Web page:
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Conference highlights obstacles in reforming higher education system

Update: August, 01/2014 - 08:46
Professor Ngo Bao Chau (L) . — Photo dantri.com.vn
HCM CITY (VNS) — In Viet Nam, higher education is perhaps the area needing the most urgent fundamental and comprehensive reform, but it is also one of the most complicated, feted mathematician Professor Ngo Bao Chau told a conference in HCM City yesterday.

Asking what knots need to be untied the most, Chau, who teaches at Chicago University in the US and is the executive director of the Institute of Advanced Study in Mathematics, told the two-day Higher Education Dialogue that it is the question with which everyone concerned with higher education in Viet Nam is focused on.

Creating a university academic corps should be considered one of the knots, he said.

The system of hiring lecturers and researchers at universities is different in Viet Nam from the one in advanced countries where it is competitive and based on merit, he said.

Universities should change this system and the salaries paid to lecturers and researchers should be improved, he said.

They should have policies for "taking full advantage of foreign professors," he added.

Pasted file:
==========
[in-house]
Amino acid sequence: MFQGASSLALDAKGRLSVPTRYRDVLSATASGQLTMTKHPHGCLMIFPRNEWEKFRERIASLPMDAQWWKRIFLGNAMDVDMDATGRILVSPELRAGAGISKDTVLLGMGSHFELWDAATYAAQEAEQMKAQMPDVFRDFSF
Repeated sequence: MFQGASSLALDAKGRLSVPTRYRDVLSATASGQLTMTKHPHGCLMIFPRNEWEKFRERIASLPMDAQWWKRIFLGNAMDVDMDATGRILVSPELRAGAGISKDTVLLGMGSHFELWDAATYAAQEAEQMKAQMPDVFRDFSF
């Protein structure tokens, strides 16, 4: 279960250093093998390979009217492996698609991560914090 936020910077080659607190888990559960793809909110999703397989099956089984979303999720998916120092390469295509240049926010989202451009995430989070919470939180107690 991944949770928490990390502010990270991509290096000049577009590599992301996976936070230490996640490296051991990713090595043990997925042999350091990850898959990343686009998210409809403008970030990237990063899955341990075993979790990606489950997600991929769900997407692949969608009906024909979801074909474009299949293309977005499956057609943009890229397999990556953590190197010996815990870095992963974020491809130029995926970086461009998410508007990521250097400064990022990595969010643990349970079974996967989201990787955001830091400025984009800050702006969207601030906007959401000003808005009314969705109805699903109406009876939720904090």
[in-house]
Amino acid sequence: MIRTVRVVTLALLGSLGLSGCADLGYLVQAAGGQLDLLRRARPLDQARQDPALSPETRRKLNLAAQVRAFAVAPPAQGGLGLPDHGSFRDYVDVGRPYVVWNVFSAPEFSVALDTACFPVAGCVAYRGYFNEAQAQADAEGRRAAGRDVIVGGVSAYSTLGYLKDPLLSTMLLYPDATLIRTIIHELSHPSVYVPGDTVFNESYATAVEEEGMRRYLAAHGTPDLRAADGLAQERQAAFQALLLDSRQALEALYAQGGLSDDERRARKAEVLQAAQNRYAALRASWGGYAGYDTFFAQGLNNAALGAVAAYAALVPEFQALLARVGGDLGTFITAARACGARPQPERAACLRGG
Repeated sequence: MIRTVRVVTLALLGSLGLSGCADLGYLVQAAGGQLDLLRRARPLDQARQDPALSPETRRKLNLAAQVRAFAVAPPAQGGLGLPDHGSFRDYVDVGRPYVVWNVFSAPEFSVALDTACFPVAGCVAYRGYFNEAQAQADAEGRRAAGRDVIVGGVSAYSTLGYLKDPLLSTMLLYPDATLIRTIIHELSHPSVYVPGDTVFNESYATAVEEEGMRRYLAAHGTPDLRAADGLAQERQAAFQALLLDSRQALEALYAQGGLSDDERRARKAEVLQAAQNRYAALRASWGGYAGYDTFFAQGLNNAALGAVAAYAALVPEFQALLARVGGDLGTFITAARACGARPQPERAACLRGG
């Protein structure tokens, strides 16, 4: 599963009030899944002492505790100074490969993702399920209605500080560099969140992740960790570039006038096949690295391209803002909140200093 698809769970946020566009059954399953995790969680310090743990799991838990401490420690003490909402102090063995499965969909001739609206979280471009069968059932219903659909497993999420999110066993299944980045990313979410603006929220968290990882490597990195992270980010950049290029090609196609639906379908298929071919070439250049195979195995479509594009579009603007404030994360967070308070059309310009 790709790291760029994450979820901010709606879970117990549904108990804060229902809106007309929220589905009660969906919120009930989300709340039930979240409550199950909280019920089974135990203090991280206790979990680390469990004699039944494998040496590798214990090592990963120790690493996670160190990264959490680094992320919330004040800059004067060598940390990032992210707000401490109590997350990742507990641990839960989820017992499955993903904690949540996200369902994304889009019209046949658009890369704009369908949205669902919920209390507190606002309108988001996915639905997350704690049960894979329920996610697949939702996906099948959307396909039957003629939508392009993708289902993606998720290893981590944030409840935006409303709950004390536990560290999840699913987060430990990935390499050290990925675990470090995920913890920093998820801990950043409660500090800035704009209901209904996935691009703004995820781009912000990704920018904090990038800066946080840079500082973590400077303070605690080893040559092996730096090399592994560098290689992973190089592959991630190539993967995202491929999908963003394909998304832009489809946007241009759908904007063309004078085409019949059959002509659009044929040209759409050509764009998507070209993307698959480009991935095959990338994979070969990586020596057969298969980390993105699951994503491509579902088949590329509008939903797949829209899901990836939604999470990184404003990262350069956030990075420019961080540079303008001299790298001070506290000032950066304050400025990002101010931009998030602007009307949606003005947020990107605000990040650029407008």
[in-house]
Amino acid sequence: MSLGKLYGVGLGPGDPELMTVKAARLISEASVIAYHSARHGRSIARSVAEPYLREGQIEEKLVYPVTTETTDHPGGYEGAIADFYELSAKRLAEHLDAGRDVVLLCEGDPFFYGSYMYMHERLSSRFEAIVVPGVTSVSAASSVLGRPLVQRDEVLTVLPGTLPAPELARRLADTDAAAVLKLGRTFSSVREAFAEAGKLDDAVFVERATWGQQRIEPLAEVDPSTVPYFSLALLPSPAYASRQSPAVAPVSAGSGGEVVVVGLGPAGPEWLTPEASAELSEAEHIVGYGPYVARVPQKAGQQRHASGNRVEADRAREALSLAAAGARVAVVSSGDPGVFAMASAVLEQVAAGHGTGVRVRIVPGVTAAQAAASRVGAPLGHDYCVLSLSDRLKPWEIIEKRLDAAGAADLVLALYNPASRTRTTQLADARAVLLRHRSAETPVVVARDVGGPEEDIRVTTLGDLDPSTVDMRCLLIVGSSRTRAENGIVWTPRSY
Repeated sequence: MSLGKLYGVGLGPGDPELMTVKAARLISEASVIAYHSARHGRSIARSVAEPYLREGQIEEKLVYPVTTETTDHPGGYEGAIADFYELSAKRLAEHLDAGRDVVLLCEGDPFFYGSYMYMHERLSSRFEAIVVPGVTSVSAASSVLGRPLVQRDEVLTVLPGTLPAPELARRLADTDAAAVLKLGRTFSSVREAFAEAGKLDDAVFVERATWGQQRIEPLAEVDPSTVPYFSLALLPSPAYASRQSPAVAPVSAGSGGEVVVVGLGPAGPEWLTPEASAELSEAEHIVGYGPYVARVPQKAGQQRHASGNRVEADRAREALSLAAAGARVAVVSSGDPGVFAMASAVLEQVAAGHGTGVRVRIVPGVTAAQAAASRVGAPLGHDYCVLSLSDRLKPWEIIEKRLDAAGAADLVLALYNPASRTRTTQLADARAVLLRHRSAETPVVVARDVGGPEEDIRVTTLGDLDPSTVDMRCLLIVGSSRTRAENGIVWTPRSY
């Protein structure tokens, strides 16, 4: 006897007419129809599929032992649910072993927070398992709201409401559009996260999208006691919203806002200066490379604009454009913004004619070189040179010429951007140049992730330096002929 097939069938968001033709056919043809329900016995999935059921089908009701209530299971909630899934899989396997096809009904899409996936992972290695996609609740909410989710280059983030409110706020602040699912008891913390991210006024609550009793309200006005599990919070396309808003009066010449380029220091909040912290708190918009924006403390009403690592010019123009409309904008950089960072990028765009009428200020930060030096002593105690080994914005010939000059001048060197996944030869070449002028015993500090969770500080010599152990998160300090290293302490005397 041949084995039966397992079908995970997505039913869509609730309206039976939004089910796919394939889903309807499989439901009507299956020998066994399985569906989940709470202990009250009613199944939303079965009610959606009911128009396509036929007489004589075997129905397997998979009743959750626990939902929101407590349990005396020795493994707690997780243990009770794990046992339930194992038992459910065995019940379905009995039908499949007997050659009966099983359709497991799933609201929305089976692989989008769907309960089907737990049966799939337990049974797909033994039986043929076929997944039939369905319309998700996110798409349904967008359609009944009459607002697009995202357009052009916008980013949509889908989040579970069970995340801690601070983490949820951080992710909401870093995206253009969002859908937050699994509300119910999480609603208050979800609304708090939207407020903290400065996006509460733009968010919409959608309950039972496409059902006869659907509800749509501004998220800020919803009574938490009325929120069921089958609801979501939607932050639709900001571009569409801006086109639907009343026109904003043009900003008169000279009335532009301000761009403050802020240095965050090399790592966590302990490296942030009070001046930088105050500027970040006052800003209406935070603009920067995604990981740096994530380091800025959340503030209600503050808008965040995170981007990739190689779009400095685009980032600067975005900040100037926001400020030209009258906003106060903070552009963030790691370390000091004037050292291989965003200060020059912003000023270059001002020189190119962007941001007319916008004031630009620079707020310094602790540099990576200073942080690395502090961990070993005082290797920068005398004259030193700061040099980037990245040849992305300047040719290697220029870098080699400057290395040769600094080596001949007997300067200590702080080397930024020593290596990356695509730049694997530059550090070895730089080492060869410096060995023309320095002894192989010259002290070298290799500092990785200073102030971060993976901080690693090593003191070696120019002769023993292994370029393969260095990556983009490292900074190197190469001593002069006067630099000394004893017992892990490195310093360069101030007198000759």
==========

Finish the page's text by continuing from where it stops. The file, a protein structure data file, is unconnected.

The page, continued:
Minister of Science and Technology Nguyen Quan said the lack of financial autonomy is the "root cause" of universities' problems.

Though the Higher Education Law prescribe autonomy for them, the government still controls everything, especially the finances, and universities are unable to get money from the authorities for research, one of keys to improving higher education, he said.

Besides, lecturers are "overloaded," with teaching work, leaving them with no time to research, he said.

Nguyen Xuan Vang, head of the Ministry of Education and Training's Viet Nam International Education Development and a former rector of the Ha Noi Foreign Language University, said it is very important that university rectors take the initiative and overcome the lack of autonomy.

Tran Ngoc Anh, an assistant professor of public policy at Indiana University Bloomington, the US, and a visiting assistant professor at Harvard University, said the Ministry of Education and Training should assign an independent organisation to assess the employability of students.

Based on the survey, universities should be ranked in terms of teaching quality and ratio of students who successfully apply for jobs, he said, adding that the ministry can use the ranking to reward and appoint university authorities.

Terry White, Public Affairs Officer at the US embassy in Ha Noi, said in his country the higher education system works in partnership with other stakeholders and establishes long-term relationships between academia, industry, and government.

These partnerships require educational institutions to evolve along with society so that they remain in touch with those they serve, he said.

They require educational institutions that are part of emerging trends in society and not just their observers, he added.

The conference also discussed quality assurance and accreditation in higher and digital education.

It was held by the Group of Education Dialogue, a network of scholars based in major universities in Viet Nam and the US, and the US Consulate in HCM City. — VNS

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